Kabul Car Bomb Explosion Kills At Least 80, Wounds Hundreds
ROBERT SIEGEL, HOST:
A powerful bomb in Afghanistan's capital, Kabul, has left a scene of death and destruction in the city. More than 80 people were killed, and that number is expected to go up. Hundreds more were injured, including 11 U.S. citizens working as contractors. The bomb was hidden in a truck, a sewage tanker. It went off during the morning rush hour. The Taliban has so far denied responsibility, and no other group has stepped forward. Reuters Afghanistan correspondent Josh Smith is in Kabul, and he felt the explosion.
JOSH SMITH, BYLINE: I was not particularly close to it, but even at a distance, we could feel everything around us shake and rattle. And almost immediately we could see a huge plume of black and gray smoke and dust rising over the city. As I made my way closer to it - our bureau here is actually just several blocks away from where the blast happened, and it shattered almost all of our windows, blew most of the doors off their hinges. And so it was definitely a very powerful blast.
SIEGEL: At a time when presumably there would be a lot of cars out on the road in Kabul's rush hour in the morning.
SMITH: That's correct. It happened along a road that is often very congested, full of people going to and from work and other areas. And it's an area that is actually something of a funnel for many roads coming together. And so at that time of day, it would have been just packed with vehicles and people.
SIEGEL: Is this something that struck people who live in Kabul as utterly unusual, or is it the sort of thing that people expect? Obviously it was a terrible explosion, but was it a terribly surprising attack?
SMITH: Unfortunately attacks are all too common in Kabul. This was an unusually large one and caused an unusually large number of casualties. In fact it could become one of the largest Kabul has ever seen. This, however, is something that Afghans have come to live with on almost a daily basis, which is of course one of the things that has triggered in recent years flows of refugees from Afghanistan seeking a better life and safer life in places like Europe.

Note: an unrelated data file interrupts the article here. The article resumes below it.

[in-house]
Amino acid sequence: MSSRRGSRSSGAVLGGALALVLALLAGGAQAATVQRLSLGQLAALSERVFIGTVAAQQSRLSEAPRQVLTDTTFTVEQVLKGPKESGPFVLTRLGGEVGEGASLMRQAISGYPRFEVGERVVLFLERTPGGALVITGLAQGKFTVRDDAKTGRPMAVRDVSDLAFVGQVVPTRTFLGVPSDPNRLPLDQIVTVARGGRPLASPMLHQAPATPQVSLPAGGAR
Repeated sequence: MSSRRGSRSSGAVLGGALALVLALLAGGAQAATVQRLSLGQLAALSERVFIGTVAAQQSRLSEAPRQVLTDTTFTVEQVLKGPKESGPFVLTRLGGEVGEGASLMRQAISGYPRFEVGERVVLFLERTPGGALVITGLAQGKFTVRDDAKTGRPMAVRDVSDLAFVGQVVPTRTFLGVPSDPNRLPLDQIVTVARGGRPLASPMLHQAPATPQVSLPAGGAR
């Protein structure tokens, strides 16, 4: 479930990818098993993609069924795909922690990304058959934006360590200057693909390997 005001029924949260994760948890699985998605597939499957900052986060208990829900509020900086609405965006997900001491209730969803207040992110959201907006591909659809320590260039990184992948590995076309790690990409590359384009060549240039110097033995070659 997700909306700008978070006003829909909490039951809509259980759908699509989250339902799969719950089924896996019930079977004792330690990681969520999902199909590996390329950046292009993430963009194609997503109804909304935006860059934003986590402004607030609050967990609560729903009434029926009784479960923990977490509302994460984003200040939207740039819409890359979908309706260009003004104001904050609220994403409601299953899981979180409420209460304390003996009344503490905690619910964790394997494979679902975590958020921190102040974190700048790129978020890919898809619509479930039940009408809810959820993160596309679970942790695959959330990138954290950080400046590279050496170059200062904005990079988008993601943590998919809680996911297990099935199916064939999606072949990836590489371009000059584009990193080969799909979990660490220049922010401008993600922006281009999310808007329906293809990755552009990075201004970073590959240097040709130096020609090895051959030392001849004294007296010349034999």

SIEGEL: One reaction from afar to this news in Kabul today is that after all these years, the Afghan capital is still vulnerable to this kind of attack. Has the whole plan to build up Afghan forces and increase security for Afghanistan - has it succeeded at all, or are we back where we were 10, 15 years ago?
SMITH: That is the big question that people are trying to ask here. All this talk of sending a few more thousand foreign troops here smacks a lot of President Obama's decision to send American troops back during the surge. And so there are a lot of hard questions here over what exactly can be done.
No matter how good the Afghan security forces are, as long as there are repeated attempts to carry out such attacks, it is unlikely that they will ever be able to stop them 100 percent. And so I think most people agree that the only way these attacks will finally be ended is if some kind of deal is eventually reached with these militant groups which stops them attempting these attacks in the first place.
SIEGEL: That's Reuters correspondent Josh Smith in Kabul, Afghanistan. Thanks.
SMITH: Thank you.
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